The announcement came at New Year that David Cameron’s cabinet members might be about to trade in their limousines for electric vehicles. Such a move would make the UK government the world’s first to run a fleet of all-electric ministerial cars. This push adds to announcements from the end of last year that set a £10m prize for innovators who could produce a more efficient battery, and a dedicated £5m pot for testing the use of electric cars in the public sector.
This fresh approach builds on existing commitments of £400m put aside to encourage consumers to buy electric vehicles, the centre-piece of which was the plug-in car grant introduced in 2011 that allowed buyers to claim back 25% of the value of a new electric car, up to a limit of £5,000. However, less than a third of that pot has been spent as consumers were reluctant to buy. It’s made the government’s supposed “year of the electric car” a bit of a damp squib.
Little spark in the electric market
A little over 5,700 cars have been funded through the grant since it began, which is about one in every 1,000 cars sold in Britain. In addition to funding batter-powered electric vehicles, the grant also funds hybrid electrics vehicles. These have had more success than purely electric vehicles – the iconic Toyota Prius for example, which uses electricity to power the engine for parts of the journey (typically, the start), and conventional fuel for the majority.
In terms of total cars on the road, the UK has 4,100 wholly electric and 125,300 hybrid electric cars on the road, from a total of 31,998,700 – just 0.04%. Even adding another 3,200 electric or hybrid vans, this is way off even a single percent of the UK’s road vehicles.
So the UK lags far behind other European nations such as Norway, which boasts twice as many electric cars serving a population only a tenth the size (and a cold climate that can affect lithium battery life), or France with a similar population to the UK but nearly three times as many electric cars. In this case, the reason for such poor take-up in Britain may well lie with less generous incentives than in Norway, and/or a less comprehensive infrastructure compared to that in France.
Giving drivers a taste behind the wheel
In response to such differences in approach and success, my colleagues and I at Cardiff University’s Electric Vehicle Centre of Excellence have been studying consumer attitudes to electric vehicles, as part of the ENEVATE project. We gave volunteers, ordinary car drivers, the chance to drive electric cars for the first time in a series of pilot tests.
What did they think? The results show that consumers are generally keen to use electric cars. Some are attracted to the environmental benefits they offer, others by the excitement of getting to grips with a new technology. Most like the prospect of cheaper running costs by cutting out the ever-rising price of petrol or diesel. However, despite enthusiasm for the cars, there are two barriers that remain obstacles that prevent would-be electric car drivers from putting their hands in their pocket: the high initial purchase cost, and fears of the vehicle’s battery range.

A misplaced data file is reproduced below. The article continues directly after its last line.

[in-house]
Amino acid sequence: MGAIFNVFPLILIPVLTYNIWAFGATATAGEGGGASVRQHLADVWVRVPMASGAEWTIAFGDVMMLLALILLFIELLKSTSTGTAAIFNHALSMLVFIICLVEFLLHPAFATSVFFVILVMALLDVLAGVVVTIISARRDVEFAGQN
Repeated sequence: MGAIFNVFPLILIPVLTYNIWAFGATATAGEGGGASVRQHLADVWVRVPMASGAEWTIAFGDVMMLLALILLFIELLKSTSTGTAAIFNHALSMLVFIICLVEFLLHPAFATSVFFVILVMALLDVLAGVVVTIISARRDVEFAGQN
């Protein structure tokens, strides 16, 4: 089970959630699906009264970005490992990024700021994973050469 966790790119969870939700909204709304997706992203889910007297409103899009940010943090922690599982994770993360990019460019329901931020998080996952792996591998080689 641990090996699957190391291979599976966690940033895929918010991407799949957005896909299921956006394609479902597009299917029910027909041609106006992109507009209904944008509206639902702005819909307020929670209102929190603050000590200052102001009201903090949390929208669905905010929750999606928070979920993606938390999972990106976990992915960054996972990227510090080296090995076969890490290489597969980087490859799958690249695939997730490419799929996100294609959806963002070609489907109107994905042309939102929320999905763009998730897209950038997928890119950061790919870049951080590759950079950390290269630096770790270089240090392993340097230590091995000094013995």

So it seems that these reasons are still why the UK electric car market has stalled: too much risk and responsibility is being placed on the consumer. Electric cars are expensive – £25,000 for the Nissan Leaf, or £17,500 for the Renault Fluence and £13,500 for the Renault Zoe – even with the government’s grant. And consumers are especially wary of wasting money on a technology that might become obsolete with advances in battery technology, or changes in charging infrastructure that supersede the vehicles they’ve invested in.
Consumers also seem to resent having to spend so much on cars that are essentially less practical than their petrol- or diesel-powered equivalents. With maximum journey lengths of 100 miles on a single charge and recharging that takes, at best, 20-30 minutes (more likely several hours using the charging technology implemented in the UK), many rightly worry about the limitations and the need for meticulous route planning.
Best fleet forward
So perhaps the government’s new approach will offer a better way forward. Instead of simply offering financial inducements to make an expensive car marginally less so, they have realised that the best way of normalising the technology is to introduce it into car fleets.
Spreading the burden of buying and running electric vehicles to organisations rather than individuals seems the most sensible way of mainstreaming electric cars. Local authorities have taken the first steps in doing so, such as in Carmarthenshire and Swansea.
Were the UK cabinet to do the same, it would be a flagship use of electric cars that should set an example to others – the most high-profile fleet of all. Demonstrating to the public that electric cars can be made to work, while at the same time improving battery power and cost, might just be the most significant move for the electric car’s prospects in 2014.